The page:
31 Oct 2014
Album Review: The Unseen "Mary" OST
Reviewed by Grey Malkin (The Hare & The Moon)
The shadowy, enigmatic and elusive (nay, almost invisible) duo The Unseen are best known as the creators of the notorious soundtrack for "The GoatMan", a legendary lost piece of obscure film music from an equally little seen but much remembered horror movie. Now, at this most sinister and haunted time of the year (co-incidence?), they have had another body of work exhumed for the delectation and dissection of a modern audience. The two composers Simon Magus and Harold Legg, having seen their sinister yet splendid electronic scores met with only cult audiences during their heyday, are having something of a resurgence, a reanimation of their muse with the soundtrack to "Mary". The film in question is by all accounts an (in) famous celluloid shocker in which the protagonist, a terrifyingly murderous child, rampages through friends and the general public alike. You may remember seeing this perhaps late at night during the rare few showings in the early hours on television during the 80s. For some, the key images from the film live on in their nightmares. And now the soundtrack to those night terrors is available to purchase on, appropriately enough, Halloween.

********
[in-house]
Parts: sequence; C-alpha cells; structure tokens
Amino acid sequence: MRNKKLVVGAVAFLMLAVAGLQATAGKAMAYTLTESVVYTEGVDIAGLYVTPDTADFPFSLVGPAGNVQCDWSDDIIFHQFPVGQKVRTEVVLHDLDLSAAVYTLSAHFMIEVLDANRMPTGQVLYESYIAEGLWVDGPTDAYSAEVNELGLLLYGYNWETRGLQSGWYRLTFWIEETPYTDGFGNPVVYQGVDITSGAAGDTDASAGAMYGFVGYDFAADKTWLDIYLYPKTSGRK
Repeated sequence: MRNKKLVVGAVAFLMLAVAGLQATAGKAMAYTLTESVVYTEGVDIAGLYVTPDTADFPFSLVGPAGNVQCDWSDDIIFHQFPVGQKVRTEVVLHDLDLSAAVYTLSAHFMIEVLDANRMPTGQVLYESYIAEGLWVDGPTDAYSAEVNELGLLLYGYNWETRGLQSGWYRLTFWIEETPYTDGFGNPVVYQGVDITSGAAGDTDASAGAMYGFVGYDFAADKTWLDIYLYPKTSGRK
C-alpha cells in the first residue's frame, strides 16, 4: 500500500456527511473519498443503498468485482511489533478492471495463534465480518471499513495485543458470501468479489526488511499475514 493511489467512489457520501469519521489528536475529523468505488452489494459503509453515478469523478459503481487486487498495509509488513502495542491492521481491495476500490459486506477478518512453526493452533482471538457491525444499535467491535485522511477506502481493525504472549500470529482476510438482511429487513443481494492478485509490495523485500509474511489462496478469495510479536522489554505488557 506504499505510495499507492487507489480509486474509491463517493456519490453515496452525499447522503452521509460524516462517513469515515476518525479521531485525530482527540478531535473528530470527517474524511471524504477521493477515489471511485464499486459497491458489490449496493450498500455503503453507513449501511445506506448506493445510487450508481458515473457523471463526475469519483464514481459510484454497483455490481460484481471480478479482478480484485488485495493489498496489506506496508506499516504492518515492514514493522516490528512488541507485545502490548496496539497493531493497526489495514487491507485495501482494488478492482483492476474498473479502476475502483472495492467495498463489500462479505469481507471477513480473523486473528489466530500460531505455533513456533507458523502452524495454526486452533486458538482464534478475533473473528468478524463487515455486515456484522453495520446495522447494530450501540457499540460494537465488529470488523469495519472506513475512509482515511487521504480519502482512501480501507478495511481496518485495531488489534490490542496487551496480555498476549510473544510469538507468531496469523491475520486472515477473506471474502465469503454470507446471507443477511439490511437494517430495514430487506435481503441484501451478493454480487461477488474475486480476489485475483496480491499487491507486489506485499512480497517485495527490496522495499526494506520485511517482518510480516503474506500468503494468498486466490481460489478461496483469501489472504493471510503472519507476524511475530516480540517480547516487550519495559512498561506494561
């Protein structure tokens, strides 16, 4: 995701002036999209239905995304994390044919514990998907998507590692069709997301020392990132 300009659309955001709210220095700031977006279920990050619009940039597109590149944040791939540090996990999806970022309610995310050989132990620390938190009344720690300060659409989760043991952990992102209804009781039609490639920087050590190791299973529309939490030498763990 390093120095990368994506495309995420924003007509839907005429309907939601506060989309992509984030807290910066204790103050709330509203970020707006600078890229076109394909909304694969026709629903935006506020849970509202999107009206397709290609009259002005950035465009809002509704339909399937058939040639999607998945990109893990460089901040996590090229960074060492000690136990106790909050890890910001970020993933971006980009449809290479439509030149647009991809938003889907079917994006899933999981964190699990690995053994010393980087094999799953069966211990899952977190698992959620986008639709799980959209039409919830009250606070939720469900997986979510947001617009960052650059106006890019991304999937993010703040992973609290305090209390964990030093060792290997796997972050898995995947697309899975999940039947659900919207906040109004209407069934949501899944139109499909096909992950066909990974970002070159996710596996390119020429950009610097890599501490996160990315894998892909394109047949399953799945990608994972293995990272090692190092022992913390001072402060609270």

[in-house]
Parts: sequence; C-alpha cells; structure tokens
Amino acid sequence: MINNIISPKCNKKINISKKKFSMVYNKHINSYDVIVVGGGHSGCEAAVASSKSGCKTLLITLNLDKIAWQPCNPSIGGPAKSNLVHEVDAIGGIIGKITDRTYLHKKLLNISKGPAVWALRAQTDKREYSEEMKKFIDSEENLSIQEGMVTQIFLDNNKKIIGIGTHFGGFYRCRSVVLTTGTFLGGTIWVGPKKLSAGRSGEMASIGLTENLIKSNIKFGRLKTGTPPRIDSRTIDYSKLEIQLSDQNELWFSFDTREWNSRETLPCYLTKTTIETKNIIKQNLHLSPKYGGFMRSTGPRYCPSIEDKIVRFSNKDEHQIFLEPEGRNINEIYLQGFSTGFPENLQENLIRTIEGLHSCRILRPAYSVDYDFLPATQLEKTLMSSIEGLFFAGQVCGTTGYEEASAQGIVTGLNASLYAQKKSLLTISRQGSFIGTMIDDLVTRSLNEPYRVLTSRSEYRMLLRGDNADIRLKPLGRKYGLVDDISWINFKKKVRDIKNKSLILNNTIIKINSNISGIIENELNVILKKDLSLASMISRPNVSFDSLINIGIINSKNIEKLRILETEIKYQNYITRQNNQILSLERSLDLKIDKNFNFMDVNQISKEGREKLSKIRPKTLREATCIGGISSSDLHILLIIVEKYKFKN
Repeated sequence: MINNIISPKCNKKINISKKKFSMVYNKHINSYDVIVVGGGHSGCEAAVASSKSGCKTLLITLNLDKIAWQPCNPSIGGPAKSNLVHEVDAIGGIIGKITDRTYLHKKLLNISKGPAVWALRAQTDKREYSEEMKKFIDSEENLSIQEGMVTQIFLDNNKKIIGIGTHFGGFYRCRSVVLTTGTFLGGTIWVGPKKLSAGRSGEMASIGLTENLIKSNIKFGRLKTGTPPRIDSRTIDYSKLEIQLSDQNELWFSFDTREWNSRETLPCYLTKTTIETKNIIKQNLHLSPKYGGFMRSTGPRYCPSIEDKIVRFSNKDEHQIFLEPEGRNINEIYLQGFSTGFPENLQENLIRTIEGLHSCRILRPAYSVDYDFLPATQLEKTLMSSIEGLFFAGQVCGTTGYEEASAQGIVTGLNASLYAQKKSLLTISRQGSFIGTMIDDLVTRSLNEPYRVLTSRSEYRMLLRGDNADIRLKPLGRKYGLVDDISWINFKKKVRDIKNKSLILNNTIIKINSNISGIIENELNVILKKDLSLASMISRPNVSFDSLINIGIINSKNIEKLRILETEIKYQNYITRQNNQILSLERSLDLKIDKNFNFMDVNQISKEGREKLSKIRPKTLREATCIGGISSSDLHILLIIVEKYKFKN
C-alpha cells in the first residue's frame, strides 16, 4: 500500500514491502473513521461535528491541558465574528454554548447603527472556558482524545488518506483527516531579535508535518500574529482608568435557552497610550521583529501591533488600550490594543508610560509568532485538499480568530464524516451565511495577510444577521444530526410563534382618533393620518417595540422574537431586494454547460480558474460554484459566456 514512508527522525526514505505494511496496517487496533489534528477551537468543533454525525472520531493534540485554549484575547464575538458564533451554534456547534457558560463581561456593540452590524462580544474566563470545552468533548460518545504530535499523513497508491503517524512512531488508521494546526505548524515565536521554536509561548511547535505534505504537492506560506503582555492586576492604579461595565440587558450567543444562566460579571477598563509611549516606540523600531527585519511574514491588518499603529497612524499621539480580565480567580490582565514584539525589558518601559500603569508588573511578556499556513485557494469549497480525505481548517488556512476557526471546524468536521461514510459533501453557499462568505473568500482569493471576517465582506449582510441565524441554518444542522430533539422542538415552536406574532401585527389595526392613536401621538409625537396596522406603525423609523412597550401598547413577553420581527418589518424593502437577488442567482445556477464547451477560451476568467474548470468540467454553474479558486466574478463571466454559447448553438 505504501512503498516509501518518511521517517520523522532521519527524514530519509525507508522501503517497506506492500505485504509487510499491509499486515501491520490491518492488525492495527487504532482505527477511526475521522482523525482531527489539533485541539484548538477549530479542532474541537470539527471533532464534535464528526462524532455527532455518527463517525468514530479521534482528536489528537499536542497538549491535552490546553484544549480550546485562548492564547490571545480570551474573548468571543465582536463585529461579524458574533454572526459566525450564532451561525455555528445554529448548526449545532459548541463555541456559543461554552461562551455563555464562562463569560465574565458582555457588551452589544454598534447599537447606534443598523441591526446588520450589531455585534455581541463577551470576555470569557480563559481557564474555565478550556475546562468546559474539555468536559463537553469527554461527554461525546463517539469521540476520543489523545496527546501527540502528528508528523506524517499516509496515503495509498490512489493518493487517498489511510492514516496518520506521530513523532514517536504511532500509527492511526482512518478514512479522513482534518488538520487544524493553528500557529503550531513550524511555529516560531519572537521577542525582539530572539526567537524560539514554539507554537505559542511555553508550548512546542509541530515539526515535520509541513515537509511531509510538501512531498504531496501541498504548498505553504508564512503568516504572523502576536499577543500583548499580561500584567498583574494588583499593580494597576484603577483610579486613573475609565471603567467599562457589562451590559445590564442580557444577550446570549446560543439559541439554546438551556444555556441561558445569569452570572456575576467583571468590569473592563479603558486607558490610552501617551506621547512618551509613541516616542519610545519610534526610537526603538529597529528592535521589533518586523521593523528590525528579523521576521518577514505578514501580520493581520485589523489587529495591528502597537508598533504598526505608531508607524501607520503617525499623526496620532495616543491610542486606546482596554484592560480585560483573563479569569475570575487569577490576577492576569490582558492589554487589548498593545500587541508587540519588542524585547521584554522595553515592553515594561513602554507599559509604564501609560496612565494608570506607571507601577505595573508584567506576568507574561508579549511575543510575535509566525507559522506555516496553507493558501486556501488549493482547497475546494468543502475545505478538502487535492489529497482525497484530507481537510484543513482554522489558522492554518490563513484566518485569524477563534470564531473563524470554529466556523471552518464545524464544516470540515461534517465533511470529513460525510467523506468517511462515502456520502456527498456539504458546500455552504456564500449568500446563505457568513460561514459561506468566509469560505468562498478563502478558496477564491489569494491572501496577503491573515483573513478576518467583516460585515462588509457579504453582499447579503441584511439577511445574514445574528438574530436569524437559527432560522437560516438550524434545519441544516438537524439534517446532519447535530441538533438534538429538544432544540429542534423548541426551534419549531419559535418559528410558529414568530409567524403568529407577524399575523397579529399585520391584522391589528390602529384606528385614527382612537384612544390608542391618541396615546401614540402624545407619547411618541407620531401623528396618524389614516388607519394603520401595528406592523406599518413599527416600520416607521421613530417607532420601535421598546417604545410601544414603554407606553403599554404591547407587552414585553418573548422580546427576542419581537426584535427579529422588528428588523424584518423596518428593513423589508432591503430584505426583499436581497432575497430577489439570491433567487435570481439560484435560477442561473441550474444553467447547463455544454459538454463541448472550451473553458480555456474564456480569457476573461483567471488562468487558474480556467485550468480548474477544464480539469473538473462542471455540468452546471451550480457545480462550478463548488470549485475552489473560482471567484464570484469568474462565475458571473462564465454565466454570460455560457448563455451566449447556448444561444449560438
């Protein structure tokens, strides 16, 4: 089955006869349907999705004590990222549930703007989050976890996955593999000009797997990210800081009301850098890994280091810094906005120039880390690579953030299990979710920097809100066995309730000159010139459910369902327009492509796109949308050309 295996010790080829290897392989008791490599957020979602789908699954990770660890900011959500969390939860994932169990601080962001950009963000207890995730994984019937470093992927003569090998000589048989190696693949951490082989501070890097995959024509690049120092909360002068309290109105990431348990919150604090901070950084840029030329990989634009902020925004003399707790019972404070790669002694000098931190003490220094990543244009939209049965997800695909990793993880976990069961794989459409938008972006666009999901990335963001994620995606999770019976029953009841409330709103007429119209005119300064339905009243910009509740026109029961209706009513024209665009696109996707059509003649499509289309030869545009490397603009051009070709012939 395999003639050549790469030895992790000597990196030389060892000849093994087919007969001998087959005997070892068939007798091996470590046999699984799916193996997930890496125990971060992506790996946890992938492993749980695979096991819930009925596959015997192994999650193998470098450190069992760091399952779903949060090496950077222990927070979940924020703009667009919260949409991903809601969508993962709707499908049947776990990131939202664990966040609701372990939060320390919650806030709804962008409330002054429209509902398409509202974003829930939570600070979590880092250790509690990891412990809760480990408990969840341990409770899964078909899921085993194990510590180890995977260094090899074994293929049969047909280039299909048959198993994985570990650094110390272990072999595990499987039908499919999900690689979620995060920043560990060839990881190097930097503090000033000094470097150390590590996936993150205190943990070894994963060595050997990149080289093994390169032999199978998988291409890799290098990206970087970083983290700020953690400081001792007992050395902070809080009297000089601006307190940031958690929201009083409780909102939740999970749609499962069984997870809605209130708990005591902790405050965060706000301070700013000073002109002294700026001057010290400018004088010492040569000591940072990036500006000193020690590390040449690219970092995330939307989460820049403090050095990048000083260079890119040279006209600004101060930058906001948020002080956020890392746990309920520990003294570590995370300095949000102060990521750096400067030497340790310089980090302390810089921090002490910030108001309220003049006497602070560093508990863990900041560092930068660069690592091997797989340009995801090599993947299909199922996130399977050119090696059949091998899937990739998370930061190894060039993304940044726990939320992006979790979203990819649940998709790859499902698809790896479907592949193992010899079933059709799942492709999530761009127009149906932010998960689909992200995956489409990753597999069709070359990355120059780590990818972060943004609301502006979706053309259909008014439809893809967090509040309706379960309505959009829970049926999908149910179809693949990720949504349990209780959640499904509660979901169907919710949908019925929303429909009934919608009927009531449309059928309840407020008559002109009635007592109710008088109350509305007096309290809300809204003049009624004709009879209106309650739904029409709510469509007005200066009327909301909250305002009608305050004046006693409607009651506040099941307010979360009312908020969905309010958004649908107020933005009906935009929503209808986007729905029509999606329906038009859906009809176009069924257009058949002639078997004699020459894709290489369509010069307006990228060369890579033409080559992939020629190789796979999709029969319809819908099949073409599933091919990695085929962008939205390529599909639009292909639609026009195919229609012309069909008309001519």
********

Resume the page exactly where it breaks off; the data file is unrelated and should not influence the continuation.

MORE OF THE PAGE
The album opens with the Villa 9 Studios logo theme, Villa 9 being part of the production company that is sourcing and reissuing these lost, fabled soundtracks (do visit their Facebook or Soundcloud page for other dark and demented wonders). Then, a vintage ambulance wails, leading into the sounds of swinging London; cue some faded jazz and lone footsteps...and a little girl's wordless lullaby. Except this is the creepiest, most unsettling lullaby you will ever hear. And, judging by the screams that follow, it was the last that some low key character in the film herself heard. "Mary's Opening Title Theme" is a masterful carnival waltz of twisted electronica, cascading John Carpenter piano (think "The Fog") and minor key synth washes that layer tension upon tension. It is at once both beautiful and deeply eerie; a haunted theme tune deeply reminiscent of a darker, seedier London, the sixties dream turned 70s horror show. "London 5am" is equally lovely and strange, synthetic chimes and music box notes creating a chilling calm before the inevitable storm. "Look Up" by turn is a hallucinatory, flanged nightmare; the tape runs slow before electronic percussion and wild, screaming analogue howls and bleeps pierce the darkness. Likewise th dark jazz of "Bad Soho" seems to slow and reverberate before the deranged and echoing laughter of some future victim hangs motionless in the air; a very bad trip indeed. "Detective Foster's Midnight Drive" is a classic piece of vintage keyboard harmony, deeply emotive and stirring in its building of pace and pressure, arpeggios whirling around the symphony of fear.